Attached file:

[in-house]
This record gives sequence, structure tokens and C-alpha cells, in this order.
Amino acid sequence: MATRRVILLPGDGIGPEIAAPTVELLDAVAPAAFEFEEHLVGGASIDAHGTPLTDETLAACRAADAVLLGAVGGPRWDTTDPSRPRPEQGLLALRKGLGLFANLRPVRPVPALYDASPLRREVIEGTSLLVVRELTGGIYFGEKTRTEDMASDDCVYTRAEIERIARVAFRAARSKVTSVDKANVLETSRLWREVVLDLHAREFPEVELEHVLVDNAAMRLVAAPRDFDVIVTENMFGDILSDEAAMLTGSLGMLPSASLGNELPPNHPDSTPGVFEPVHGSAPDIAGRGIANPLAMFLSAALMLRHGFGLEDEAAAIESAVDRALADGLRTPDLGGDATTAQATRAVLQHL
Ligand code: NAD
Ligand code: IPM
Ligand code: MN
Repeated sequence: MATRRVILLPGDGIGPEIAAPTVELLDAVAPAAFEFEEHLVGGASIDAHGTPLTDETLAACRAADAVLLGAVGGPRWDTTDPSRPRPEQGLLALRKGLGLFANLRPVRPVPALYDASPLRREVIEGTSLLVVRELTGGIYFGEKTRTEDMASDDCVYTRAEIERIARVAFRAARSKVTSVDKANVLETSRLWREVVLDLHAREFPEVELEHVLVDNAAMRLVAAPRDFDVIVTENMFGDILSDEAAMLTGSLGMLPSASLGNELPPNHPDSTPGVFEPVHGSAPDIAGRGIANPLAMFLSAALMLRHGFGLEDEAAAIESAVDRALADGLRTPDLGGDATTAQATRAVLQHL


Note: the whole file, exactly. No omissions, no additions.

[in-house]
This record gives sequence, structure tokens and C-alpha cells, in this order.
Amino acid sequence: MATRRVILLPGDGIGPEIAAPTVELLDAVAPAAFEFEEHLVGGASIDAHGTPLTDETLAACRAADAVLLGAVGGPRWDTTDPSRPRPEQGLLALRKGLGLFANLRPVRPVPALYDASPLRREVIEGTSLLVVRELTGGIYFGEKTRTEDMASDDCVYTRAEIERIARVAFRAARSKVTSVDKANVLETSRLWREVVLDLHAREFPEVELEHVLVDNAAMRLVAAPRDFDVIVTENMFGDILSDEAAMLTGSLGMLPSASLGNELPPNHPDSTPGVFEPVHGSAPDIAGRGIANPLAMFLSAALMLRHGFGLEDEAAAIESAVDRALADGLRTPDLGGDATTAQATRAVLQHL
Ligand code: NAD
Ligand code: IPM
Ligand code: MN
Repeated sequence: MATRRVILLPGDGIGPEIAAPTVELLDAVAPAAFEFEEHLVGGASIDAHGTPLTDETLAACRAADAVLLGAVGGPRWDTTDPSRPRPEQGLLALRKGLGLFANLRPVRPVPALYDASPLRREVIEGTSLLVVRELTGGIYFGEKTRTEDMASDDCVYTRAEIERIARVAFRAARSKVTSVDKANVLETSRLWREVVLDLHAREFPEVELEHVLVDNAAMRLVAAPRDFDVIVTENMFGDILSDEAAMLTGSLGMLPSASLGNELPPNHPDSTPGVFEPVHGSAPDIAGRGIANPLAMFLSAALMLRHGFGLEDEAAAIESAVDRALADGLRTPDLGGDATTAQATRAVLQHL